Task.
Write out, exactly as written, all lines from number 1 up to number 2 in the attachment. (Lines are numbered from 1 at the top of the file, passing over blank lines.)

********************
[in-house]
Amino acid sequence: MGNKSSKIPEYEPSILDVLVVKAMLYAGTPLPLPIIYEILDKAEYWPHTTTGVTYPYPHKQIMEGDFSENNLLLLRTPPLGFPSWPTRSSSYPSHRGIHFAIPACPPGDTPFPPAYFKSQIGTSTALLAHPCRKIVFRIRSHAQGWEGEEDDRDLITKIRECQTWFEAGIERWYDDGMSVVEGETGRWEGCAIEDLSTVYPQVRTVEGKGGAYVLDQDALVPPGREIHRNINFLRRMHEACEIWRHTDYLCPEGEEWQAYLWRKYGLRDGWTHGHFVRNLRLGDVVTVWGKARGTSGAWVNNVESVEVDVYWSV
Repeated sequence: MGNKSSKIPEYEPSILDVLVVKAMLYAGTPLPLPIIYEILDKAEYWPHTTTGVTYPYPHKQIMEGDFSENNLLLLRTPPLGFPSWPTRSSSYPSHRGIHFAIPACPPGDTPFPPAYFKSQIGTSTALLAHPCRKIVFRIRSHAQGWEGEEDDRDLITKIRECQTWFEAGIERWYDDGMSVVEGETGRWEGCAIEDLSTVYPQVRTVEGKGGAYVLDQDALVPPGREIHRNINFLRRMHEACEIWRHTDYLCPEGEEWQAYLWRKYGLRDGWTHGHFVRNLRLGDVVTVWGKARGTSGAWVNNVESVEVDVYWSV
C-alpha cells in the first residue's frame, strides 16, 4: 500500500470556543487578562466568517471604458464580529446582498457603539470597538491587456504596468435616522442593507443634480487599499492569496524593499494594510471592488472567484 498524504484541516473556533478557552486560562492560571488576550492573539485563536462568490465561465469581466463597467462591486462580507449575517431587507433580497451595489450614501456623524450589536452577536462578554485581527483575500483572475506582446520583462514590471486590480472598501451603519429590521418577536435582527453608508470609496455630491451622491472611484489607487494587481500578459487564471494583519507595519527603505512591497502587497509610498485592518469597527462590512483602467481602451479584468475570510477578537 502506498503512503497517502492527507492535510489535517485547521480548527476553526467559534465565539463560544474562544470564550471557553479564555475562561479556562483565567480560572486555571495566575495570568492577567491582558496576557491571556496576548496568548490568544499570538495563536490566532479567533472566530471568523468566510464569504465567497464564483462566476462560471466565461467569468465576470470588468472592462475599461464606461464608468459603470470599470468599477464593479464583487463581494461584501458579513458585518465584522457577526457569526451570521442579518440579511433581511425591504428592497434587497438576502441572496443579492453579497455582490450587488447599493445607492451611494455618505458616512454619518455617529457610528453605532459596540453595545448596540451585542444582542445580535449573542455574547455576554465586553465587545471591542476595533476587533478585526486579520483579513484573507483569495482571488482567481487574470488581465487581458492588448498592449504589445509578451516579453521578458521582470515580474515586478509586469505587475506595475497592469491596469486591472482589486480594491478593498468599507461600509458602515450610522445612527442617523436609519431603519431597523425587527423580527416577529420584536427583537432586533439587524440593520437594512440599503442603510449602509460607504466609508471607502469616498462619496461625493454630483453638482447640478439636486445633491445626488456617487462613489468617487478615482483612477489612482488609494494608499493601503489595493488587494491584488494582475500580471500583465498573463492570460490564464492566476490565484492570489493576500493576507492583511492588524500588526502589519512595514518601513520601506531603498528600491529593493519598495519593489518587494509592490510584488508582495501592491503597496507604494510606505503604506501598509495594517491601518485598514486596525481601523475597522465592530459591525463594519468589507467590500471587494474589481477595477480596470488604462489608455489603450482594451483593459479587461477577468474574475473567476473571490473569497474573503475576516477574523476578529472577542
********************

[in-house]
Amino acid sequence: MGNKSSKIPEYEPSILDVLVVKAMLYAGTPLPLPIIYEILDKAEYWPHTTTGVTYPYPHKQIMEGDFSENNLLLLRTPPLGFPSWPTRSSSYPSHRGIHFAIPACPPGDTPFPPAYFKSQIGTSTALLAHPCRKIVFRIRSHAQGWEGEEDDRDLITKIRECQTWFEAGIERWYDDGMSVVEGETGRWEGCAIEDLSTVYPQVRTVEGKGGAYVLDQDALVPPGREIHRNINFLRRMHEACEIWRHTDYLCPEGEEWQAYLWRKYGLRDGWTHGHFVRNLRLGDVVTVWGKARGTSGAWVNNVESVEVDVYWSV